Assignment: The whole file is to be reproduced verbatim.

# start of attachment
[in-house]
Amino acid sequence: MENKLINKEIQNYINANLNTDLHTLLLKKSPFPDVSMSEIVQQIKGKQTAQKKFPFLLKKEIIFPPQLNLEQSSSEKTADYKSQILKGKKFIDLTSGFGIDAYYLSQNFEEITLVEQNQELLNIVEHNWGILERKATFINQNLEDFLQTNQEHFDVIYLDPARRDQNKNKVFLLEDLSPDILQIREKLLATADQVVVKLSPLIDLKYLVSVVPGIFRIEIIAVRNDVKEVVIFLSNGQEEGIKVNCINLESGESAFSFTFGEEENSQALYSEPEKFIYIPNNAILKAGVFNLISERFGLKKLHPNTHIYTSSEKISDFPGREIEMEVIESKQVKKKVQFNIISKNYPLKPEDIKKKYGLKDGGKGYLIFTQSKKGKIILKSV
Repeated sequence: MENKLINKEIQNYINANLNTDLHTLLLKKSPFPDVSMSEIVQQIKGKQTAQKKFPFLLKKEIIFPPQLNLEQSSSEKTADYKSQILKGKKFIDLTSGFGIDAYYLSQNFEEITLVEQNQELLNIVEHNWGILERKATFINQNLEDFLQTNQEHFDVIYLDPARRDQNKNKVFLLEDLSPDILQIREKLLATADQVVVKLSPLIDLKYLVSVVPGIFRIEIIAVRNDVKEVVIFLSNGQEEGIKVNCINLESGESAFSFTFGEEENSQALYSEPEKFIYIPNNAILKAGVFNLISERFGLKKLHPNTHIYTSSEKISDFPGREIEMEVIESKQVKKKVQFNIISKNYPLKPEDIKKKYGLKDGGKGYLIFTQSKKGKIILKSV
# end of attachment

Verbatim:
[in-house]
Amino acid sequence: MENKLINKEIQNYINANLNTDLHTLLLKKSPFPDVSMSEIVQQIKGKQTAQKKFPFLLKKEIIFPPQLNLEQSSSEKTADYKSQILKGKKFIDLTSGFGIDAYYLSQNFEEITLVEQNQELLNIVEHNWGILERKATFINQNLEDFLQTNQEHFDVIYLDPARRDQNKNKVFLLEDLSPDILQIREKLLATADQVVVKLSPLIDLKYLVSVVPGIFRIEIIAVRNDVKEVVIFLSNGQEEGIKVNCINLESGESAFSFTFGEEENSQALYSEPEKFIYIPNNAILKAGVFNLISERFGLKKLHPNTHIYTSSEKISDFPGREIEMEVIESKQVKKKVQFNIISKNYPLKPEDIKKKYGLKDGGKGYLIFTQSKKGKIILKSV
Repeated sequence: MENKLINKEIQNYINANLNTDLHTLLLKKSPFPDVSMSEIVQQIKGKQTAQKKFPFLLKKEIIFPPQLNLEQSSSEKTADYKSQILKGKKFIDLTSGFGIDAYYLSQNFEEITLVEQNQELLNIVEHNWGILERKATFINQNLEDFLQTNQEHFDVIYLDPARRDQNKNKVFLLEDLSPDILQIREKLLATADQVVVKLSPLIDLKYLVSVVPGIFRIEIIAVRNDVKEVVIFLSNGQEEGIKVNCINLESGESAFSFTFGEEENSQALYSEPEKFIYIPNNAILKAGVFNLISERFGLKKLHPNTHIYTSSEKISDFPGREIEMEVIESKQVKKKVQFNIISKNYPLKPEDIKKKYGLKDGGKGYLIFTQSKKGKIILKSV